Elaine Roberts talks about her time on the music trail in America.
I have never been on a coach-touring holiday before, so this was very much a first for me. Twelve days spent with the same thirty or so people, who were very friendly, but for someone who spends her days sitting at her laptop typing away, this was thrusting me into people’s company, whether I wanted it or not. Despite being ill for the whole of my holiday, at times only being kept upright by medication, I was armed with a notepad and pen so I could write any ideas or things people said, for either my current or future novels. Taking lots of photographs and memorising body language also helped. The culture your characters grew up in forms their views on life. As a writer you never stop working or learning.
The holiday started in Chicago, with a skyline not dissimilar to New York. I had my first experience of going to a blues club, Buddy Guy’s Legends. Apparently, the man himself usually only performs there in January, but I had the honour of hearing him sing there in May.
He maybe in his eighties, but what a great voice and personality he has. I’ll be honest, I did have to Google him. He is a big name on the blues and jazz scene, having won six Grammy Awards, along with a lifetime achievement Grammy Award. The Rolling Stone magazine ranked him 23rd in its list of one hundred greatest guitarists of all time. Eric Clapton has been quoted as saying “Buddy Guy is to me as Elvis is to others”. Having listened to Buddy Guy, I can see why he has achieved so much, despite leaving school at fourteen with nothing. He is an inspiration to challenge yourself and work towards your goals, even if the odds are stacked against you.
After Chicago, we moved onto Springfield, and no we weren’t there to see anything to do with the Simpsons cartoon series. We were there to see the burial site, home and museum of Abraham Lincoln. I found this day to be quite emotional as information about the American President unfolded. He started from nothing and taught himself to read and believed in himself. If ever there was an inspiration to reach for the stars, to achieve your dream, here he is. As a writer, there is always a lot of doubt and even the most famous authors have suffered from many rejections. The people rejected Abraham Lincoln when he tried to be elected as a politician and yet he became president. Why? He believed in himself, his wife believed in him, he picked himself up and kept going and he gained a place in American history. As a writer, my aspirations are not nearly so grand, but the belief has to be the same.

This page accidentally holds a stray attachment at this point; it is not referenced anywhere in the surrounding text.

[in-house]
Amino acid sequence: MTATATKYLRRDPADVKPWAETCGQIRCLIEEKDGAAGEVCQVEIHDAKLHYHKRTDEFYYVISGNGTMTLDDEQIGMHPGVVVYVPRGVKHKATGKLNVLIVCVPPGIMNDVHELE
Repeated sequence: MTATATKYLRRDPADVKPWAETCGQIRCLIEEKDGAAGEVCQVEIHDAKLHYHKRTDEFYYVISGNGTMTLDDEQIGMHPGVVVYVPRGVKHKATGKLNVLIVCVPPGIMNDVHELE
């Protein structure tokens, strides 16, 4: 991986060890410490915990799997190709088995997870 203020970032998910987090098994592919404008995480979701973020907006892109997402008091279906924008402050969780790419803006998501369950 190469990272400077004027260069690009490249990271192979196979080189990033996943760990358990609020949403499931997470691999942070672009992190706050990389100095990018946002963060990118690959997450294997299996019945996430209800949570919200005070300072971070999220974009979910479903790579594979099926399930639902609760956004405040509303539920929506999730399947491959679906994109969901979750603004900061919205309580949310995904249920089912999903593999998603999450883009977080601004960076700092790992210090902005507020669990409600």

Our next stop was St. Louis. We visited the Gateway Arch there and watched a film on how it was built. As a writer of historical novels, it was good, if not scary, to be reminded there was not much health and safety around in 1963 when it was built. It is the world’s tallest arch at 630 feet high and 630 feet wide and to see the builders gripping tightly on to steel ropes, with the wind attempting to blow them off and no sign of any hard hats, safety harnesses or special boots, took my breath away. The film told how they expected to lose thirteen lives in the building of it, but miraculously none were lost.
Memphis was the next stop. This obviously involved a tour of Graceland, Elvis’s home and a couple of evening visits to Beale Street, where music-wise it all happens. The police had set up a cordon to enter the street; they checked ID’s and tagged us. They didn’t check my ID, but I don’t know if that was because I was British, or clearly over twenty-one, which is their legal drinking age. The street was full of restaurants and bars, each having live singers/bands. There was a party atmosphere along the whole of the street. Having been there, I can understand how Elvis was influenced by the music of his hometown. Of course, no visit to Memphis would be complete without a tour of Sun Studios, where Elvis, Carl Perkins, Jerry Lee Lewis and Johnny Cash all started, to name just a few. What a fabulous tour it was. Our guide was humorous and gave the group so much information. It was also good to know that modern groups still record there; Maroon 5 and U2 have recorded there in recent times.
The trip ended in New Orleans, which bore the brunt of Hurricane Katrina twelve years ago. So many sad stories came from the tour of that city, but also stories of how people have picked themselves up. It has to be said that it’s not the case everywhere, but they are getting there. The French Quarter occupied the daytime and the two evenings there were spent in Bourbon Street, popular for its live music, which could be heard from every club and bar on the road. We had lunch on a paddle steamer and a jazz band played as we cruised up the Mississippi river.
However you spend your time, or wherever you go on trips, there is always inspiration and ideas to be taken away. My trip was based mainly on music and historical events, information and ideas I’m sure will be used in the future. Music obviously played a big part in our tour and it was a reminder that, whatever you are writing, you should add it into your work where possible.
If you don’t wish to be a writer, work out what you do want and start putting your building blocks in place to achieve it. There are an awful lot of people out there that started with nothing, but have achieved greatness in their chosen field.